Developing nations suffering from climate change will demand financial help
NAIROBI, Kenya — The chairperson of an influential negotiating bloc in the upcoming United Nations climate summit in Egypt has called for compensation for poorer countries suffering from climate change to be high up on the agenda.
Madeleine Diouf Sarr, who chairs the Least Developed Countries group, told The Associated Press that the November conference — known as COP27 — should "capture the voice and needs of the most climate-vulnerable nations and deliver climate justice."
Sarr said the group would like to see "an agreement to establish a dedicated financial facility" that pays nations that are already facing the effects of climate change at the summit.
The LDC group, comprised of 46 nations that make up just a small fraction of global emissions, negotiates as a bloc at the U.N. summit to champion the interests of developing countries. Issues such as who pays for poorer nations to transition to cleaner energy, making sure no communities get left behind in an energy transition and boosting how well vulnerable people can adapt to climate change have long been on the bloc's agenda.
Developing nations still face serious challenges accessing clean energy finance, with Africa attracting just 2% of the total clean energy investment in the last 20 years, according to the International Renewable Energy Agency. The U.N. weather agency recently estimated that global clean energy supplies must double by 2030 for the world to limit global warming within the set targets.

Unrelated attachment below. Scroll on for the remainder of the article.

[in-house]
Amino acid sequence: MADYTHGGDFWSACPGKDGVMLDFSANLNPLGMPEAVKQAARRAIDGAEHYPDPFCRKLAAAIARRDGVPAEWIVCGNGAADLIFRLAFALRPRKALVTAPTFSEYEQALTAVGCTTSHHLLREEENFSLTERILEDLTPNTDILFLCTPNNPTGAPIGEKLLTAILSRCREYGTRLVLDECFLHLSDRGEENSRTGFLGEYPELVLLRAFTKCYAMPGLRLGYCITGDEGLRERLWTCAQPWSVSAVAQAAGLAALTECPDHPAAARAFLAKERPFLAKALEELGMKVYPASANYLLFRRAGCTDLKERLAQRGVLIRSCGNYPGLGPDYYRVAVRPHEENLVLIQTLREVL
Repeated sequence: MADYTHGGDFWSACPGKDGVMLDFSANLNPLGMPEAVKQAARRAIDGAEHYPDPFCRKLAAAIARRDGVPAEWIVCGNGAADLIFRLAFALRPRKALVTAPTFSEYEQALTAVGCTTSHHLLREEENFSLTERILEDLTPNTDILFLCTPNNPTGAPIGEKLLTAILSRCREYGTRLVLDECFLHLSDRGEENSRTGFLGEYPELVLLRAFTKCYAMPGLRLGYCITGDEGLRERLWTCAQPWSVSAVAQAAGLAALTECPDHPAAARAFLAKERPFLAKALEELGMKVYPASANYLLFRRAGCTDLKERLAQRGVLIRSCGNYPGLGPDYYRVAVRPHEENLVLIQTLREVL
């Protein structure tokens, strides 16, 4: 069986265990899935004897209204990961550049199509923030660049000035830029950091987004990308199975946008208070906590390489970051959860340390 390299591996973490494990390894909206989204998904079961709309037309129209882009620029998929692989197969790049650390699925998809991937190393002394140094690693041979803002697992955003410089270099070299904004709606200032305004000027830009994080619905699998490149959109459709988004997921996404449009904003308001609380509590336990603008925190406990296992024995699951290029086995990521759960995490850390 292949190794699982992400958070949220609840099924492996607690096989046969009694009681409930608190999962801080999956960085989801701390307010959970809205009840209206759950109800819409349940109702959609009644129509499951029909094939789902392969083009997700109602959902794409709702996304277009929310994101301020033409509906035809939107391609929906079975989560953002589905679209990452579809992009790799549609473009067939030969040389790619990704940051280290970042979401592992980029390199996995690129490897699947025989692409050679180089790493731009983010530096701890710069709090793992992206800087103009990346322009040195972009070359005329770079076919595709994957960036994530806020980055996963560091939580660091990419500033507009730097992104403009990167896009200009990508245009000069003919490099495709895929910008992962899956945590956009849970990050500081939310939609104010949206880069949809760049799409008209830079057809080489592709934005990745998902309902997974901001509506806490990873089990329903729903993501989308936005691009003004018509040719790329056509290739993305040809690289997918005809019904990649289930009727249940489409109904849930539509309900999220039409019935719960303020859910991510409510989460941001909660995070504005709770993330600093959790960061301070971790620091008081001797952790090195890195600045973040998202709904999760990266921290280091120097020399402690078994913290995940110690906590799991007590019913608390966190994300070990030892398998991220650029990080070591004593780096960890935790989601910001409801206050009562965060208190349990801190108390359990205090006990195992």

Sarr added that the bloc will push for funds to help developing countries adapt to droughts, floods and other climate-related events as well as urging developed nations to speed up their plans to reduce emissions. The group is particularly vulnerable to climate change because of their lack of ability to adapt to extremes, the U.N. weather agency said.
"We have delayed climate action for too long," Sarr said, pointing to the promised $100 billion a year in climate aid for poorer countries that was pledged over a decade ago.
"We can no longer afford to have a COP that is 'all talk.' The climate crisis has pushed our adaptation limits, resulted in inevitable loss and damage, and delayed our much-needed development," added Sarr.
The COP27 President also said this year's summit should be about implementing plans and pledges that countries have agreed to at previous conferences.
Sarr defended the U.N. conference as "one of the few spaces where our nations come together to hold countries accountable for historical responsibility" and pointed to the success of the 2015 conference in Paris in setting the goal of limiting warming to 1.5 degrees C (2.7 F).
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